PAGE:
During the NYFF44 series, Stuart would complain about the gulf between the practical hassle of covering a film festival and the glamour of it presumed by “average” ticket buyers — he calls it “a gaping chasm between the fantasy screen, starpower, and my reality.” And yet, somewhere in between cynicism and blind celebrity adulation, there’s an intimacy to the NYFF press screenings that can, very occasionally, turn a simple screening of a great film or an otherwise rote professional encounter with an admired celebrity into something like a transformative experience.

NYFF44 brought Stuart back to Stuart. In the first episode he announces that these videos will be about the process of putting these videos together. He warns that he won’t get too personal — “Ain’t showing my johnson like Swanberg,” he promises — but the NYFF44 series is exhibitionist in its own way. That year’s batch is so much about the minutia of Stuart’s process — from his struggle to secure royalty-free score music to the sexual fantasies about Penelope Cruz that get him through the press conference for a subpar Almodovar film — that the videos themselves play best as a provocation to anyone looking for traditional entertainment coverage.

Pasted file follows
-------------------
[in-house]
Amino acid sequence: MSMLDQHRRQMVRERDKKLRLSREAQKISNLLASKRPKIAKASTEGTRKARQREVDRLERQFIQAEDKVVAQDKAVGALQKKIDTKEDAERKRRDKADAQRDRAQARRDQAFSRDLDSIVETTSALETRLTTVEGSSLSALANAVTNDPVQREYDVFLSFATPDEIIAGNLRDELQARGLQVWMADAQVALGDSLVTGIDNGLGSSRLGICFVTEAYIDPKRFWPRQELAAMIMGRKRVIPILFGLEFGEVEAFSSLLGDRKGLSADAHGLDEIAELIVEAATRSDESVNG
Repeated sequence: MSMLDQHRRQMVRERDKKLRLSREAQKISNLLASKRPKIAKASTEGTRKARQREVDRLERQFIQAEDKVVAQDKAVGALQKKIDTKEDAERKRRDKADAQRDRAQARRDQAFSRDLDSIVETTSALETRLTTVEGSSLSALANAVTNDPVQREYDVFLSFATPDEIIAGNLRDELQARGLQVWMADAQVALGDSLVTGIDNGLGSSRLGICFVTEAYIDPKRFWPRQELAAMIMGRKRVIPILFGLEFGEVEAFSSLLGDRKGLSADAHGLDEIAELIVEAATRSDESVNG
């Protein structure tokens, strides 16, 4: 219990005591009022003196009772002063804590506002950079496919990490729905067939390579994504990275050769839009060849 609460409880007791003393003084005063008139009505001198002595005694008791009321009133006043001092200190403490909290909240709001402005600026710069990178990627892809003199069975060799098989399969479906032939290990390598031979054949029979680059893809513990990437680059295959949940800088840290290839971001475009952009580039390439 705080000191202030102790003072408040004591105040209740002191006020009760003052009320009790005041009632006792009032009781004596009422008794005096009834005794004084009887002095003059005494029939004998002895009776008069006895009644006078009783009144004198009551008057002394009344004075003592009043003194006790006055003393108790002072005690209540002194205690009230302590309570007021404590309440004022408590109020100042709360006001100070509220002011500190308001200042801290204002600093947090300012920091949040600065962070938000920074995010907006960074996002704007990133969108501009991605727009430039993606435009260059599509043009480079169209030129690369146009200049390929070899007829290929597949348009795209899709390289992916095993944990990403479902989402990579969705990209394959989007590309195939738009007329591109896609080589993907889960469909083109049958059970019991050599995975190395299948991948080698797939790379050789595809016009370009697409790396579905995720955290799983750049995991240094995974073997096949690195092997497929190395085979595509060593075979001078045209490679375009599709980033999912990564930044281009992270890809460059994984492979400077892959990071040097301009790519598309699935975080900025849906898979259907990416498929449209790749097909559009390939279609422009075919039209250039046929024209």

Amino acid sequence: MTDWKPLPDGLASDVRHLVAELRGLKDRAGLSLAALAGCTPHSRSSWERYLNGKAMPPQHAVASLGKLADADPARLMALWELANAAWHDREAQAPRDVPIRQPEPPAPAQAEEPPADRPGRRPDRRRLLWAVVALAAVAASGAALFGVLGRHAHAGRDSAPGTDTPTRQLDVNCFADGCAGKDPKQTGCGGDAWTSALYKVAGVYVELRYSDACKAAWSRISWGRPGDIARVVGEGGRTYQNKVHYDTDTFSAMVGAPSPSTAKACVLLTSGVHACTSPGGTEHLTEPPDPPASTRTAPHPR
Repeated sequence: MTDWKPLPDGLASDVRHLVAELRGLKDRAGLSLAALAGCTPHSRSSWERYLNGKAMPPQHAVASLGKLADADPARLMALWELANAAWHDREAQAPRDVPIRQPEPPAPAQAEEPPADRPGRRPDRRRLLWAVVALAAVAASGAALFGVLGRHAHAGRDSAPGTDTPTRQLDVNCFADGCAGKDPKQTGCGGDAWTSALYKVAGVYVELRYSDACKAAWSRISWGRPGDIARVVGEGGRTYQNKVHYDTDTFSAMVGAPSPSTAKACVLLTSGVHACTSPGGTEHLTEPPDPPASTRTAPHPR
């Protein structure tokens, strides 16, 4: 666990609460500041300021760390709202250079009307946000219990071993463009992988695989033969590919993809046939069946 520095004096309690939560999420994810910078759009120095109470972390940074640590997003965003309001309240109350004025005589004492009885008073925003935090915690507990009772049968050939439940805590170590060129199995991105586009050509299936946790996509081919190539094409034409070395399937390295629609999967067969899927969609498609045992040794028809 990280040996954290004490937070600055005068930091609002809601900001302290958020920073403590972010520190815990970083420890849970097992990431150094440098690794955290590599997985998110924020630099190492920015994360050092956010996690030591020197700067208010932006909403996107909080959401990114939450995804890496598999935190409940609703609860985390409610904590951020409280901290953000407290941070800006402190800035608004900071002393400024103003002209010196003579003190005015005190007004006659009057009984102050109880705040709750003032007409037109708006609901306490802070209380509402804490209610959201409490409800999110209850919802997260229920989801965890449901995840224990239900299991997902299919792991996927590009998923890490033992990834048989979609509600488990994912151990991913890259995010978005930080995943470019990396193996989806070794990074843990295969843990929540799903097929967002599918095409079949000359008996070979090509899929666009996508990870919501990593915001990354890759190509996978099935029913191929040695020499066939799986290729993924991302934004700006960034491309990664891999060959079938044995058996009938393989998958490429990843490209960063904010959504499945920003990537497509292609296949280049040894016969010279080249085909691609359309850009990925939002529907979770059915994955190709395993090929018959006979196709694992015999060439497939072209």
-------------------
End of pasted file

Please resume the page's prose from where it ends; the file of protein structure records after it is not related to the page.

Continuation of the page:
In 2007, Stuart took a huge conceptual and creative leap forward. Though still attending the press conferences and pulling them into a narrative via his voiceover — and still commenting on his own production foibles — for the first time Stuart enjoyed one-on-one access to filmmakers like Wes Anderson and John Landis, and used this footage to play with notions of public and private within the layered false intimacies of both the press conference and the publicist-vetted “alone time.” Here Stuart takes his work home with him once again — in the form of an infestation of cartoon cockroaches with the face of Nicole Kidman in his apartment. The NYFF45 series seems less self-referential — even when Stuart is literally referencing himself — and more about the strange, mind-bending nature of encountering famous people in semi-intimate settings.

The NYFF45 series may be more elegant and creatively exciting than the clips that came just a year before, but the crude self-deconstruction of the earlier series is necessary to deliver the thesis that ties the whole project together. If traditional videotaped entertainment coverage tries to foster the illusion that the end user of an entertainment product has been invited to an intimate conversation with a filmmaker or star, Stuart’s NYFF coverage constantly reminds us that there is an architect behind that fake conversation. It takes the all-seeing but allegedly impartial press conference eye and restores to it the intellectual agency and emotional response of the interested but skeptical viewer. Stuart’s NYFF dispatches are not quite filmmaking, not quite video blogging and not quite journalism, but transmissions from one brain inside the press hive, without phony objectivity, without bought-and-paid-for favor, without filters.

Stuart’s coverage of this year’s New York Film Festival for Filmmaker begins next week.